Pity Party? Cry-A-Thon? Maybe, But Cut Kate Some Slack

Remember the little boy in The Sixth Sense who saw dead people everywhere? Well, I am a divorce attorney and I see dead marriages everywhere. Okay, maybe not dead but definitely heading toward the white light and in need of emergency care. Whether it's in my office, my church, or the grocery store, my divorce radar is always working. I have been wrong on occasion but my assistant claims that I know a couple is getting divorced before they do.

My divorce radar had been working overtime on Jon and Kate Gosselin for several years. My kids were big fans of the show - even preferring their re-runs to Spongebob. I was hoping I was wrong and that the producers were cutting the show to produce maximum drama. But his sulking and her sharpness combined with the stress of living in the public eye were like watching a car accident in slow motion. As the marriage deteriorated and the tabloids descended, I told my children that they could not watch the show any more. I could see them grieving the loss of the marriage as if it were happening to someone close to them. It just didn't seem right to any of us that millions of people were watching this marriage disintegrate and there was nothing we could do to stop it.

When the Gosselins separated, the whole country chose sides. My children were definitely on "Team Jon." I was not. Within minutes of the divorce announcement, Jon had already violated two hard and fast rules that I set out for my clients.

Rule One -- no dating. It seems a little harsh but it is good advice. I want my clients to focus all their energy on concluding their marriage in a respectful way. Any effort that is expended in the furtherance of a new relationship makes my job harder. Jon has, perhaps irreparably, damaged his credibility with those closest to him and also damaged how the public perceives him. No one -- not even Jon's girlfriend -- wants to play with "Team Jon."

Rule Two -- no talking about the case in public. I tell my clients to choose two or three trusted friends and family members to vent to and that is it. To everyone else in the world, my clients say, "It's hard but I'm getting through it." There is no discussion about our legal strategy. There is no bad-mouthing the other party.

Kate, on the other hand, is fine on Rule 1 and showing some improvement on Rule 2. In watching her interview with Natalie Morales on TLC, I finally had a glimmer of hope that Kate was going to make it through the divorce a stronger and more balanced person.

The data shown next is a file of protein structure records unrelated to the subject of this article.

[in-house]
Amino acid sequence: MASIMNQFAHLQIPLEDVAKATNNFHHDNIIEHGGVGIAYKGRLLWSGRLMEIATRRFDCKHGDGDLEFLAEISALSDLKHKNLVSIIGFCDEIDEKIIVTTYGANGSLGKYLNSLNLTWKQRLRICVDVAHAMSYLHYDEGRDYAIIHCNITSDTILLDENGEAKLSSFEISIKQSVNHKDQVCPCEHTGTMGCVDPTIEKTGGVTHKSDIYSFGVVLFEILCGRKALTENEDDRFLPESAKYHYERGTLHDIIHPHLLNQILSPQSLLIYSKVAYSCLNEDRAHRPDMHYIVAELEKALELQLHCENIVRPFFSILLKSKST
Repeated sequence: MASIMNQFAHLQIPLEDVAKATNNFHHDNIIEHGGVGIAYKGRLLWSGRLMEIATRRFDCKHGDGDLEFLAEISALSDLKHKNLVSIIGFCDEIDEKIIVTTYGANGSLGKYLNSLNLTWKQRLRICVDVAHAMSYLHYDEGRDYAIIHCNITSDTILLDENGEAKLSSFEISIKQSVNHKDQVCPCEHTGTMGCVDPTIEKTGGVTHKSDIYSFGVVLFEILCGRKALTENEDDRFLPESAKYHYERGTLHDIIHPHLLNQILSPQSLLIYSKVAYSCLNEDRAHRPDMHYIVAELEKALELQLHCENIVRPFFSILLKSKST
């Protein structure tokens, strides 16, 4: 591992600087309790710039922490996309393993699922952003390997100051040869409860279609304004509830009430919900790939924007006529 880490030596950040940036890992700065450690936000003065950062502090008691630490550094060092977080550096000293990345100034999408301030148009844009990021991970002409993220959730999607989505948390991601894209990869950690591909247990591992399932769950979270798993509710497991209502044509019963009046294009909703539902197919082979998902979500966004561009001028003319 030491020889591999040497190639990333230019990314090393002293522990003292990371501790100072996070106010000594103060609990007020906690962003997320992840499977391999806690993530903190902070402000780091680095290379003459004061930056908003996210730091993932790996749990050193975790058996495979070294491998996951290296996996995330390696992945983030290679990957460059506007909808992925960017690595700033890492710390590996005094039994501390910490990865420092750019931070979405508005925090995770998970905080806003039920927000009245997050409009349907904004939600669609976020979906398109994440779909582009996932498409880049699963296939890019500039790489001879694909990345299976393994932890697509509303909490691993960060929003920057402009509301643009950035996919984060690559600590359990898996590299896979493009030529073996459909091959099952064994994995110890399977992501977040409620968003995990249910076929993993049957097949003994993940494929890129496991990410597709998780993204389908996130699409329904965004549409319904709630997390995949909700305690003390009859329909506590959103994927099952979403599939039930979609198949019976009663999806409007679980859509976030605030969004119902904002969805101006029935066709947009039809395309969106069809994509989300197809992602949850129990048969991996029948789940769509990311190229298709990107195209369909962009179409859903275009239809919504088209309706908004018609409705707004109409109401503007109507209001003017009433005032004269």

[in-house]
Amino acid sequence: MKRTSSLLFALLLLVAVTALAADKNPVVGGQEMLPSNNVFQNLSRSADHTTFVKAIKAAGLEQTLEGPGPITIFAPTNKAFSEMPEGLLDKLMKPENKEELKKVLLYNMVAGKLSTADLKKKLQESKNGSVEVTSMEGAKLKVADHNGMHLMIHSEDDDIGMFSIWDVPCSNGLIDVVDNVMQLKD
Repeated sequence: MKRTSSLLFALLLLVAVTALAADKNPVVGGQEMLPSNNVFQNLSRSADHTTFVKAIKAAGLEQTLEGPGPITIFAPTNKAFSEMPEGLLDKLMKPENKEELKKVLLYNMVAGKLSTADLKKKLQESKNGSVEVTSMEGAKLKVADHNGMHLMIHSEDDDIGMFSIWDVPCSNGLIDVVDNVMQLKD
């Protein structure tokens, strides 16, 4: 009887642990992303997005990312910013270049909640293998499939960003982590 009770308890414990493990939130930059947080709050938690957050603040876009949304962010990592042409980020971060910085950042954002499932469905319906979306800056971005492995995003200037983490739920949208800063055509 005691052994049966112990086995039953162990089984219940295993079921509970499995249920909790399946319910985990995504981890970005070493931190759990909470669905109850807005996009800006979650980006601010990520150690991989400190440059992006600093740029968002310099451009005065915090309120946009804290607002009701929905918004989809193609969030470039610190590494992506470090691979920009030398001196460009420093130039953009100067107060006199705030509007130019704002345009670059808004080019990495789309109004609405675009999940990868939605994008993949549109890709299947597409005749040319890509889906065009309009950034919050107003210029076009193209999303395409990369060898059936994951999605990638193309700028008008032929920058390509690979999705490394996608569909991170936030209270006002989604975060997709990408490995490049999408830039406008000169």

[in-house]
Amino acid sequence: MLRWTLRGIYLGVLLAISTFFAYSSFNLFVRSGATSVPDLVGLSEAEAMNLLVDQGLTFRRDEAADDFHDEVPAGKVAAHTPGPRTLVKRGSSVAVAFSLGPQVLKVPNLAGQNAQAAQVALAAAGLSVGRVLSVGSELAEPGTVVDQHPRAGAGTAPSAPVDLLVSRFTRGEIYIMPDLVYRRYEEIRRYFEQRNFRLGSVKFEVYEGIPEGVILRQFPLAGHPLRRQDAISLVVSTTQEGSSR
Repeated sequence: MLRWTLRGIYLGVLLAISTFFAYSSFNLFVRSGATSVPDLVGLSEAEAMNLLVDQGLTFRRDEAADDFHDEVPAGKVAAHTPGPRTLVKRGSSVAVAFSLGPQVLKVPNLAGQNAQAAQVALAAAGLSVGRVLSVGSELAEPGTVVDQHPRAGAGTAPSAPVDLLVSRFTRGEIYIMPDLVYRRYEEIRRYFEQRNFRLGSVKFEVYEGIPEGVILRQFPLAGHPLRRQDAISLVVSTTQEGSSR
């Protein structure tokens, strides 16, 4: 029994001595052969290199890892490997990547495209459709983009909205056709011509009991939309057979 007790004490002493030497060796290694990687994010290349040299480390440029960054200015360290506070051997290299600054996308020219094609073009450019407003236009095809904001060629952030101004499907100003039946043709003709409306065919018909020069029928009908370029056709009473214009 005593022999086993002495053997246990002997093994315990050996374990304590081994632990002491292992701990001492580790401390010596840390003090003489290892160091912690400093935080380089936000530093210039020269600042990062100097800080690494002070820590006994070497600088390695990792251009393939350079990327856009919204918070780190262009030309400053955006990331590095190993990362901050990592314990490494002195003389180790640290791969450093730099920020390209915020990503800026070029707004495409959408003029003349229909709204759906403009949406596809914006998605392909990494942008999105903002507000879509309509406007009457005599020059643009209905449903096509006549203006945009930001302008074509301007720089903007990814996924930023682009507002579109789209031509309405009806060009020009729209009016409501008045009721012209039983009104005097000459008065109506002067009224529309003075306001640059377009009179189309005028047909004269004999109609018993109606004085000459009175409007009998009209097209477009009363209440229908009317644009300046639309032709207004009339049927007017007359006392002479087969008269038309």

Not everyone agrees with me. David Zurawik, television critic for the Baltimore Sun, was disgusted by the whole event calling it a "pity party" and a "cry-a-thon." While he may be accurate, the same could be said at some point for most people going through a divorce. Whether it's the Gosselins or your next door neighbors, there is a lot to feel bad about when a marriage ends. And whether critics like it or not, we as Americans appear to be "all in" when it comes to the Gosselins.

I, for one, hope that people cut Kate a little slack. However annoying she may be to people like Zurawik, there is no denying that she is grieving the loss of her family. She is working through her loneliness and, even though she is waking up in the middle night, she is getting out of bed in the morning.

Kate seems to making progress on several fronts. Her apologies do not include "but" as in "I'm sorry but ..." She appears to be taking responsibility for whatever part of the demise of the relationship belongs to her and is coming to terms with the fact that the failure of the marriage is theirs to share.

But, in my experience, there is one huge step that Kate needs to take. That step is creating a new life for herself -- a life that doesn't involve Jon and also doesn't involve her children on reality television.

Kate is not the only person who has had to do this. My clients may not be on television but creating new lives is just as challenging for them. Their families and their communities have seen them as Tom and Susie Plus Two or Mike and Janet Plus Four. The end of their marriages has been no less traumatic than the end of Jon and Kate's. The only difference is that the pettiness, bitterness and immaturity in my clients' marriages happen behind closed doors and Jon and Kate's happen on national television.

So how does Kate create this new life? How does any newly divorced person do this? They ignore the critics. They feel all the emotions. They grieve what could have been. They forgive their spouse. They forgive themselves. And then they let go. For Kate, she can't let go if she continues to hold out hope that her children will be on television again. She has to have enough confidence in herself to make it without them. When she can do that, she will not only find some happiness, she may just inspire millions of people to do the same.

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